Airport reflections

“We all desire to be happy and avoid suffering.” Dalai Lama

While sitting at the airport I am given plenty of time to read, think and reflect.

I’ve begun reading a book I borrowed from my brother called “Ethics for the New Millennium” by the Dalai Lama. In it there is a passage I’d like to share:

“Whereas formerly farmers would call in all their family members to help with the harvest, today they simply telephone a contractor. We find modern living organized so that it demands the least possible direct dependence on others. Everyone seems to want to have their own house, their own car, their own computer, and so on in order to be as independent as possible. This is natural and understandable. The increasing autonomy that people enjoy as a result of advances in science and technology has its good points. In fact, it is possible today to be far more independent of others than ever before. But with these developments, there has arisen a sense that my future is not dependent on my neighbor but rather on my job or, at most, my employer. This in turn encourages us to suppose that because others are not important for my happiness, their happiness is not important to me.”

We strive to be more and more independent from each other, but at what cost? People are less affectionate, less communal. As a result, people are lonelier and unhappier than ever before.

We are afraid of being vulnerable, afraid of admitting our fears, afraid of asking for help. (Check out Brené Brown’s TED talk posted on my TED Inspiration page)

I for one battle with my yearning for independence, and my natural human need to share and live with those around me. In the end, there needs to be a balance. A balance between being able to do things on your own, and able to share experiences with those around you.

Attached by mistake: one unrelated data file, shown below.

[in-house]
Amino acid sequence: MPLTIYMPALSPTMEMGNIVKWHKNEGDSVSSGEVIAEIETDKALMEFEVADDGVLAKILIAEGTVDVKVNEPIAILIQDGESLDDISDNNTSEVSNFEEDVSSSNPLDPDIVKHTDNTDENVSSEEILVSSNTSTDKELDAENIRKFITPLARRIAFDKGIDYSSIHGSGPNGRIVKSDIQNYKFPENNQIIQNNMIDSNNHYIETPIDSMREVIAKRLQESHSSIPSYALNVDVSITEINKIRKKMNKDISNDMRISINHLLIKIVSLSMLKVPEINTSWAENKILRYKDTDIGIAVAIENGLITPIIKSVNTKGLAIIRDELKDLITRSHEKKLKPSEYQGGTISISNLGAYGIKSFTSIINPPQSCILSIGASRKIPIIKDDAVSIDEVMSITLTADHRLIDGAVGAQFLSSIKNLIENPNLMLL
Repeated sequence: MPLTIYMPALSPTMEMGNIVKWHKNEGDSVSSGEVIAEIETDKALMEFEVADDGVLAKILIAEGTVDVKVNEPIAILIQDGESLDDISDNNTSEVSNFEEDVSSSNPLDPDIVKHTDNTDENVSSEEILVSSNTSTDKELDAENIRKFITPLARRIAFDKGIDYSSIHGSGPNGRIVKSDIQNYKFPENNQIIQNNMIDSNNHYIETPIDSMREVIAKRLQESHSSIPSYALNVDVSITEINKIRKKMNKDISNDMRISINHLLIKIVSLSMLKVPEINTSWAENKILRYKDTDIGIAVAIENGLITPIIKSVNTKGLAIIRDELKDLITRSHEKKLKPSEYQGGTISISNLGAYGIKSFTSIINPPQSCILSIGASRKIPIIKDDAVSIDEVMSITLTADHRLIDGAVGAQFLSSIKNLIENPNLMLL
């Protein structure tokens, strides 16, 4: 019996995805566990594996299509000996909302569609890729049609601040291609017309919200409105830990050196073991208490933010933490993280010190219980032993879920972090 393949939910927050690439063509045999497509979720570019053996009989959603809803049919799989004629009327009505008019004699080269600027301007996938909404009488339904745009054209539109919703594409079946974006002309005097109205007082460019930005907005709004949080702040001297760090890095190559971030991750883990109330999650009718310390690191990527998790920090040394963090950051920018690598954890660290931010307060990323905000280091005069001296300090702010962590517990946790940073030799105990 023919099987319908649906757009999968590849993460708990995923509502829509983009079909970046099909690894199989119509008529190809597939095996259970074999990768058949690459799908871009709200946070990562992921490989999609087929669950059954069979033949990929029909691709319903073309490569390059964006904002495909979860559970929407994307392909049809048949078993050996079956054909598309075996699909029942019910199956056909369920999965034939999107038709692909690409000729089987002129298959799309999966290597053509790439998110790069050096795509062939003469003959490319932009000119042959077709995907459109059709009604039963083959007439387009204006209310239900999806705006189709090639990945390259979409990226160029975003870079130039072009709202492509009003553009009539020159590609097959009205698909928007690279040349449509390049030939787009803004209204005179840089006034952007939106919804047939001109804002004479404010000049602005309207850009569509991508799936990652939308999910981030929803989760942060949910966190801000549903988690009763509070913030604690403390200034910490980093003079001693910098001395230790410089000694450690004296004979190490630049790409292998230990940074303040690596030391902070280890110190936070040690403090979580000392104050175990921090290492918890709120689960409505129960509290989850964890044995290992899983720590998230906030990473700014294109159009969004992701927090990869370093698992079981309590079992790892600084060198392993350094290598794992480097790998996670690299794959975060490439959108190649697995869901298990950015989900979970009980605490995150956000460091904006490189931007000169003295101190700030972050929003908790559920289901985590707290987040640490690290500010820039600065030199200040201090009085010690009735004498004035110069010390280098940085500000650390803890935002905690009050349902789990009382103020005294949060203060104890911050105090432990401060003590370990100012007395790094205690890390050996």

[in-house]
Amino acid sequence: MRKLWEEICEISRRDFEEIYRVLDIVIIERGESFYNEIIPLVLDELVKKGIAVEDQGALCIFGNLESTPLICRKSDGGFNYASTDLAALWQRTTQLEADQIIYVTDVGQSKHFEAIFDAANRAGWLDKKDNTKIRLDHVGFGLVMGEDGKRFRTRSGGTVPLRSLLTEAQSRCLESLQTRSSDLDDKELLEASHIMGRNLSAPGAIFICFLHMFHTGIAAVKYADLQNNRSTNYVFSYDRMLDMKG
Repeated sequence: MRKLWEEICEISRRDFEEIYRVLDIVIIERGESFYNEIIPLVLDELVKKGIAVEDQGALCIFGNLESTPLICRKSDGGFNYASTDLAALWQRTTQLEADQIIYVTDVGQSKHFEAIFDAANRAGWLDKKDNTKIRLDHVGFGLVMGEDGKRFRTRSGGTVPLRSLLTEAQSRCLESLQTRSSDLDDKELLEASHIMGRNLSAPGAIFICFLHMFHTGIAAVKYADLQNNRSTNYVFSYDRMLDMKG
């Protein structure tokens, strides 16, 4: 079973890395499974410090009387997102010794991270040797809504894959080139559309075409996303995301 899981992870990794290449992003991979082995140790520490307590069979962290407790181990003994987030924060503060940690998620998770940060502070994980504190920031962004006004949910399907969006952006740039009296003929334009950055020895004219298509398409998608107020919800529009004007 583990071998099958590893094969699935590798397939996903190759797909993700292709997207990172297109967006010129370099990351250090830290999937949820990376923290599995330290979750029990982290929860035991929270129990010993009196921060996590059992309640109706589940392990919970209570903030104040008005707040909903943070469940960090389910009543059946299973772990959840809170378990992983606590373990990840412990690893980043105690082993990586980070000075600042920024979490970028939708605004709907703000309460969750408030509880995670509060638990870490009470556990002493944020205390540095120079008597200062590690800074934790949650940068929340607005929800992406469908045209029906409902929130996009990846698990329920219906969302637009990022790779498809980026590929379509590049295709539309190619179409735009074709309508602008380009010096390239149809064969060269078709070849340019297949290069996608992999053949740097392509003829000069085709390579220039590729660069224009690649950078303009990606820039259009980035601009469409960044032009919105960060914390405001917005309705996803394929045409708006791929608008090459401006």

This is why I want to spend a year serving in AmeriCorps. I want to live communally, in a house with caring and loving roommates, in a town that looks after one another, while serving with a non-profit to help those around me. I want to continue to build relationships with people in my life—both far and near. It’s so important to make connections, understand people’s struggles and then serve and give back in all the ways you can.

This next year is a true test for me. A test of who I am—on the outside and inside—a test of dedication, of patience, of vulnerability, of true love…

As Abraham Lincoln said, “People are as happy as they make up their minds to be.”

May each of us open our hearts and let those we care about into our lives a little bit more.

After all, we all need each other to survive.

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One thought on “Airport reflections

  1. Pingback: The Art of Asking | The Pursuit of Meaning

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